View Full Version : What is the reason for leaving a Diesel truck on during the day?
10-30-2003, 09:56 AM
I have always thought this was something I should know, so I never asked.
Is it to prolong the life of the starting system and engine?
If it's just the starter, screw it, I'm shutting it off. If it's the engine? Hmmmmm .
If it is the engine, can you add a pre-oiler to get the oil going in the motor before you start it?
10-30-2003, 10:54 AM
I don't leave mine running because of theft, but when I do, I don't worry about it overheating,using lots of fuel, etc. I guess I leave it running on short visits because of the starter issue.
10-30-2003, 02:51 PM
In the long run is cheaper to replace starters than it is leaving a diesel engine idle longer than 5 mins. If you have to idle a diesel engine bump the rpms up to a 1000 it keeps the engine from slobbering. Otherwise shut the engine down it doesn't need to be idling if you are sitting in one spot for a long time.
10-30-2003, 07:31 PM
If I was only going to be inside for a few minutes, I would leave mine running all the time. If I was going grocery shopping or something, I would shut it off. By far the majority of engine wear occurs on startup, so I just chose not shut mine down unless I was going to be a while. Also, with a turbo it's a good idea to get int he habit of letting the engine idle for a few minutes before shut down. It's really not necessary if you driving easy, city speeds. But if the turbo is nice and hot, and you shut it down without letting it cool down, you can coke the oil around the turbo bearings, which will shorten the life of your oil and your turbo.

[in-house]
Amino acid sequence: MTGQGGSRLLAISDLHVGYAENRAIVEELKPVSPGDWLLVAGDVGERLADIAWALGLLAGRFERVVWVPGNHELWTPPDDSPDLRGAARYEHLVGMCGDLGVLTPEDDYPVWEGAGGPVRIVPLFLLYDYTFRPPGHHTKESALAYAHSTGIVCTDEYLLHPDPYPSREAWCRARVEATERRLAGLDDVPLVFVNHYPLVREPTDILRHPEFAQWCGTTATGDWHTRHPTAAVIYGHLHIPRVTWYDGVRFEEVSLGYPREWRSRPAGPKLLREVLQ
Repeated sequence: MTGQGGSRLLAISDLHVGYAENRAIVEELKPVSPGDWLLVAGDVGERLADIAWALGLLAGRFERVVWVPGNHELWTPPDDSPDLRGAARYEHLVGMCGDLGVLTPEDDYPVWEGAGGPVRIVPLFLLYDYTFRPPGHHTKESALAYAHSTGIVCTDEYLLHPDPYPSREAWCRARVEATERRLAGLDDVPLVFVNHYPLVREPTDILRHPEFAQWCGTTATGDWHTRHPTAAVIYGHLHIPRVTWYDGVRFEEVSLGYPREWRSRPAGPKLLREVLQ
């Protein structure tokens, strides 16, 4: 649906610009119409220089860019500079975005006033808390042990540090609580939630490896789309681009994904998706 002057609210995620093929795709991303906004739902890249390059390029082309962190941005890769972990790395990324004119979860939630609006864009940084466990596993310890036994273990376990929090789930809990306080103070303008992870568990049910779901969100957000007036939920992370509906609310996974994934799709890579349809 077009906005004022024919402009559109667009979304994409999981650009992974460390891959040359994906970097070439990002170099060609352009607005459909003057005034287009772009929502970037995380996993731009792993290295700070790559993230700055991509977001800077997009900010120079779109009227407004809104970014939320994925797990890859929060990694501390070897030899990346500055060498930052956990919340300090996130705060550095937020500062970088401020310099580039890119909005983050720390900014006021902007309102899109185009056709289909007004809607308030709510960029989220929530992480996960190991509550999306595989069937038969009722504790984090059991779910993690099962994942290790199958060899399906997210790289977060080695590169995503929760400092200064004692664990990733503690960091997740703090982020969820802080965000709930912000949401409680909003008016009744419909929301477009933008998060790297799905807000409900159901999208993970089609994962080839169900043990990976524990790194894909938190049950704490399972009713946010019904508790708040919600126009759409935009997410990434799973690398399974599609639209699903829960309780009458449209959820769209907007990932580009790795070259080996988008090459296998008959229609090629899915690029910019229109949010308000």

You can add a pre-lubber, but I've heard horrer stories of those breaking and leaking oil out, I wouldn't trust one.
I found it easier to just leave a key in the ignition and lock the truck up.
Gravelrat has a good point, if it's cold out, or the engine is cold, you want to make sure the diesel engine is idling up around 1000 - 1200 rpm. Otherwise, there will be incomplete combustion and unburnt diesel fuel will make its way past the pistons into the oil. If the engine is warm and it's not too cold out however, it'll idle for a good 20 minutes or so without any problems.
10-30-2003, 10:08 PM
Weak battery :D
10-30-2003, 11:25 PM
Now you got me thinking :rolleyes:
1) I gota install a tach.
2) I gota install an oil temp meter.
3) I gota figure out how to gage the temp on the turbo.
OK I don't know how the heck I'm gona do the tach. I'll tap into the idiot oil lite/meter circuit to do the oil temp gage.
Would it be safe to assume that if I add a temp gage at the oil output of the turbo I can get a good idea of the turbo temp? is there a more direct way? would the water output of the turbo give me a better reading?
10-30-2003, 11:40 PM
i love the smell:D
10-31-2003, 12:35 AM
Yeah, you could just leave it running., and keep the keyless entry key with you and lock-unlock that way. Thats what i do.
10-31-2003, 12:38 AM
The most important gauges you need are a Mechanical oil pressure gauge, Temp gauge (cooling), Pyro, Boost Gauge. If you have a turboed engine you need a Pyro if you don't have one get one you might melt your engine if your not careful.
10-31-2003, 11:11 AM
Cheryl, you can go to the turbo diesel register and find out more information on extended idling times or do a search here in lawnsite. If I plan on idling my cummins past about 3-5 minutes then I turn on my Idle up feature that bumps the rpm's up to 1200 to keep the cylinders from "washing". Washing is caused by unburned fuel and the additives scarring the cylinders causing premature wear and is not good. Also , it is a good idea after pulling a load and its hot out to let the truck turbo idle down for a couple of minutes to cool. You can go to ford-diesel.com or turbo diesel register for tons of info on this issue. I made a homemade idle up from and old carb actuator plunger that works very well.
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